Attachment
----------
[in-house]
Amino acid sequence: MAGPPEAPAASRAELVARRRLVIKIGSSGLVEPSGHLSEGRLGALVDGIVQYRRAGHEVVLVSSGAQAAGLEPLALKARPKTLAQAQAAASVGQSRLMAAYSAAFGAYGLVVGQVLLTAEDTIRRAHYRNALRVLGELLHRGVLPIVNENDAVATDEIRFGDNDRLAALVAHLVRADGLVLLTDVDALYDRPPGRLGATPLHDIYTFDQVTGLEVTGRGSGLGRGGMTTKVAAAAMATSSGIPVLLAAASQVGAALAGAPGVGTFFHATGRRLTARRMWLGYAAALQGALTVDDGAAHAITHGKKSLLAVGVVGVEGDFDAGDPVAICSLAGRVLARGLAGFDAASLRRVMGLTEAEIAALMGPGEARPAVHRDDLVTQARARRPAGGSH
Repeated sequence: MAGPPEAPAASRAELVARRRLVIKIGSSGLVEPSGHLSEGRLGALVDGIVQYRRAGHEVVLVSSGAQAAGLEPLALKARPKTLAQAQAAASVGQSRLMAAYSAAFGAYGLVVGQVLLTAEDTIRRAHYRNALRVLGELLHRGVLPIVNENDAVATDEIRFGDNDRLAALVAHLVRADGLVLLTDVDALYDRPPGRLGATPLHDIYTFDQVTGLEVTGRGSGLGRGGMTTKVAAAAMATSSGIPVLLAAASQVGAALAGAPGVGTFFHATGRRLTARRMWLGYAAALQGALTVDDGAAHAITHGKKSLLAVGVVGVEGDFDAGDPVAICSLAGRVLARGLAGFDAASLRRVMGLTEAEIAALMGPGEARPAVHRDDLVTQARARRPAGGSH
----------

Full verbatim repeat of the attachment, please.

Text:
[in-house]
Amino acid sequence: MAGPPEAPAASRAELVARRRLVIKIGSSGLVEPSGHLSEGRLGALVDGIVQYRRAGHEVVLVSSGAQAAGLEPLALKARPKTLAQAQAAASVGQSRLMAAYSAAFGAYGLVVGQVLLTAEDTIRRAHYRNALRVLGELLHRGVLPIVNENDAVATDEIRFGDNDRLAALVAHLVRADGLVLLTDVDALYDRPPGRLGATPLHDIYTFDQVTGLEVTGRGSGLGRGGMTTKVAAAAMATSSGIPVLLAAASQVGAALAGAPGVGTFFHATGRRLTARRMWLGYAAALQGALTVDDGAAHAITHGKKSLLAVGVVGVEGDFDAGDPVAICSLAGRVLARGLAGFDAASLRRVMGLTEAEIAALMGPGEARPAVHRDDLVTQARARRPAGGSH
Repeated sequence: MAGPPEAPAASRAELVARRRLVIKIGSSGLVEPSGHLSEGRLGALVDGIVQYRRAGHEVVLVSSGAQAAGLEPLALKARPKTLAQAQAAASVGQSRLMAAYSAAFGAYGLVVGQVLLTAEDTIRRAHYRNALRVLGELLHRGVLPIVNENDAVATDEIRFGDNDRLAALVAHLVRADGLVLLTDVDALYDRPPGRLGATPLHDIYTFDQVTGLEVTGRGSGLGRGGMTTKVAAAAMATSSGIPVLLAAASQVGAALAGAPGVGTFFHATGRRLTARRMWLGYAAALQGALTVDDGAAHAITHGKKSLLAVGVVGVEGDFDAGDPVAICSLAGRVLARGLAGFDAASLRRVMGLTEAEIAALMGPGEARPAVHRDDLVTQARARRPAGGSH